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emancipate (someone) from (something)

To liberate someone from someone or something, often slavery. Abraham Lincoln is remembered for emancipating the slaves from bondage.
See also: emancipate
Farlex Dictionary of Idioms. © 2015 Farlex, Inc, all rights reserved.

emancipate someone from someone or something

to free someone from someone or something. The president emancipated the slaves from their bondage. The planter emancipated Fred from slavery long before the law was written.
See also: emancipate
McGraw-Hill Dictionary of American Idioms and Phrasal Verbs. © 2002 by The McGraw-Hill Companies, Inc.
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References in periodicals archive ?
The main task of the newly emancipated was to locate family members from whom they had been separated under slavery.
Likewise, Ranciere's ideas about an active "emancipated spectator," intellectually and ideologically freed from the shackles of mainstream commodification and right-wing reification, have been around at least since the days of Piscator, Brecht, and Artaud.
We collected scale samples from fish that were Floy-tagged and examined a stratified sample of the scales to determine the age structure of emancipated Coho Salmon juveniles.
A lot of women claim to be independent and emancipated, but yet they expect their men to dish out for their expenses.
Each of these representations is expressed with linked to the different hegemonic and emancipated dimensions.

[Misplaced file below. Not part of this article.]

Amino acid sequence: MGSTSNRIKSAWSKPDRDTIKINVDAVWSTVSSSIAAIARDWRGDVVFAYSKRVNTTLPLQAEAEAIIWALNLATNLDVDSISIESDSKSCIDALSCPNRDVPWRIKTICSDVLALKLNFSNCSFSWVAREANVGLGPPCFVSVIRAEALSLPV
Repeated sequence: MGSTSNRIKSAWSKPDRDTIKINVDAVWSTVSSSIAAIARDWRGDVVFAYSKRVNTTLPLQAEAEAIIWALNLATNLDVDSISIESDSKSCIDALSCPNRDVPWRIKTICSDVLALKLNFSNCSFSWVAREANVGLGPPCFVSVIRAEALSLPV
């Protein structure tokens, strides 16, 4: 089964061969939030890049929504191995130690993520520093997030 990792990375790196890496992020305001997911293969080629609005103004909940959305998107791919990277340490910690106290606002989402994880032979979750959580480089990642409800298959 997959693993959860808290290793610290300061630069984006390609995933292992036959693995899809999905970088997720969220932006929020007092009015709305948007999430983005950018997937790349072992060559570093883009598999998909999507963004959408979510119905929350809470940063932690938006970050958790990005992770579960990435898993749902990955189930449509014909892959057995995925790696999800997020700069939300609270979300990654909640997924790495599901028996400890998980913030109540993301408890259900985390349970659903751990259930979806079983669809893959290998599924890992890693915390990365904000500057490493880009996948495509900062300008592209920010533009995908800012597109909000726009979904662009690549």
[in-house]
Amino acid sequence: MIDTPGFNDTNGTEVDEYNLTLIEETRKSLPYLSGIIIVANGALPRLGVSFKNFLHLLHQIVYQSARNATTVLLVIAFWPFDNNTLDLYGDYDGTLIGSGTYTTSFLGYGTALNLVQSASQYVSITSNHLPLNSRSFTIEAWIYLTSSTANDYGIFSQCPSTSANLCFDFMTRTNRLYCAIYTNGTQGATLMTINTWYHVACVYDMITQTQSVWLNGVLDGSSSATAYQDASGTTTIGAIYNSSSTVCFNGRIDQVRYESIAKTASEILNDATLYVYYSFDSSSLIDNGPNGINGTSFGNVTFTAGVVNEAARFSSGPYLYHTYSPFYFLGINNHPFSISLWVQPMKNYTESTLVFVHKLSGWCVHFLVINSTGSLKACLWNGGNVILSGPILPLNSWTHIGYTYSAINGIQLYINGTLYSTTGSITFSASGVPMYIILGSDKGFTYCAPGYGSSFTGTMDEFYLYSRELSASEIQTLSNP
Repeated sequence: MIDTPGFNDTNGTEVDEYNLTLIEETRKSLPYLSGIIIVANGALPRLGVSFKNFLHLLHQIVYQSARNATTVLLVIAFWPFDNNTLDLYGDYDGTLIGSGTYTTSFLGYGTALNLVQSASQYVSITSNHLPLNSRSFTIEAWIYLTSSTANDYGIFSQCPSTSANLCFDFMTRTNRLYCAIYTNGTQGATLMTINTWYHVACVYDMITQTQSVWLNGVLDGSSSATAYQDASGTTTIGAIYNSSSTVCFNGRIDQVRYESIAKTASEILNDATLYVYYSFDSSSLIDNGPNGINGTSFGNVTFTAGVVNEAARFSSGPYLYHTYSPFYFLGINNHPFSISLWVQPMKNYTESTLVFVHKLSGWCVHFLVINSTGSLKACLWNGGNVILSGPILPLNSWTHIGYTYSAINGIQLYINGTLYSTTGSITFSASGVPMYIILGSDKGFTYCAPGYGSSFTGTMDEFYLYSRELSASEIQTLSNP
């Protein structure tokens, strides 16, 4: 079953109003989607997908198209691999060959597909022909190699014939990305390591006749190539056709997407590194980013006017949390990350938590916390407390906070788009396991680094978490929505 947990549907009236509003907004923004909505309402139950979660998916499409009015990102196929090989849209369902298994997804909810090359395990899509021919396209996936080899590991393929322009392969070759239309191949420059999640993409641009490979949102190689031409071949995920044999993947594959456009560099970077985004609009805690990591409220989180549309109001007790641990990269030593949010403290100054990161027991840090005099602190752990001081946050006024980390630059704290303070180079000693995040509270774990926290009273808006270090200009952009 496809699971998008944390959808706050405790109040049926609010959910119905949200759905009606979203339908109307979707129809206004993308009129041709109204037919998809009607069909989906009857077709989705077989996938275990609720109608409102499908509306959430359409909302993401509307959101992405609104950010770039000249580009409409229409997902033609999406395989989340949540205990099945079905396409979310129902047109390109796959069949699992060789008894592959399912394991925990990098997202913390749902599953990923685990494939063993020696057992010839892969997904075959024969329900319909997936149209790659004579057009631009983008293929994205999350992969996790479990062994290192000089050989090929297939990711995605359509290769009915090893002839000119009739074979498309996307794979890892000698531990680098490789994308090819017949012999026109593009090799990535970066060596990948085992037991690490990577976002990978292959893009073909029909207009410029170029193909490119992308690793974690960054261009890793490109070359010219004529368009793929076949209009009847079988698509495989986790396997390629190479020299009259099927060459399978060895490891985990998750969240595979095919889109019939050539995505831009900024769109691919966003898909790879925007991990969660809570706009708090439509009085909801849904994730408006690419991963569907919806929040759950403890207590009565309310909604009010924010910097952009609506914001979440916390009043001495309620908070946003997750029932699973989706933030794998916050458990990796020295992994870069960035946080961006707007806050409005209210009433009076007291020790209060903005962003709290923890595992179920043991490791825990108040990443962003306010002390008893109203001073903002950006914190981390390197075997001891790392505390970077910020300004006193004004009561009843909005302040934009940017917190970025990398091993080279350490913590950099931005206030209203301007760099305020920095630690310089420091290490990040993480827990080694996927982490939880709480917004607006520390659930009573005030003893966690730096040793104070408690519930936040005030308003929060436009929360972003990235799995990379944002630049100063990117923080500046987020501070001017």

He gives special attention to black residents of northeast Florida who emancipated themselves once protected by Union forces, and many of whom enlisted in the infantry and later captured and occupied Jacksonville.
Guardians are also required to notify the department within 30 days of the child graduating from high school (or equivalent), entering into marriage, enlisting in the military, or becoming an emancipated minor.
He emancipated the socially marginalized and disenfranchised people of his time through his educational vision and practice.
(3) Most minors reach the age of majority at eighteen without being emancipated. Emancipation, however, plays an important role in the law of persons.
Here is an excerpt: "Our people have to be emancipated from such naming habits that, without doubt, psychologically compromise the children in later life and further damage their already fractured identity." Sir, it seems you are a tragic example of the truth of your own words.
Many of her works explore the contradictory attractions of emancipated female roles and her romantic dreams postulated by popular and traditional culture, simultaneously questioning how to be an artist in such a situation.
The picture of her emancipated body in the Record was sickening.
Youths 17 or 18 years of age, "emancipated" from foster care, had high rates of homelessness, according to a report in the Archives of Pediatric and Adolescent Medicine (Oct.
In Part Two, Aguirre looks at how authorities and intellectuals viewed Indians, blacks, emancipated slaves, Chinese immigrant workers (coolies), vagrants and the working poor, and he argues that class and racial biases affected interpretations of criminal behavior.
They also wanted to deny the right to vote to those who had supported the Confederacy, to mobilize the recently emancipated slaves on behalf of Radical Republican candidates and causes by promising them property that would be then confiscated from the former Confederates, to deny the Southern states congressional representation in Washington, and to install puppet state governments subservient to the Radical Republicans.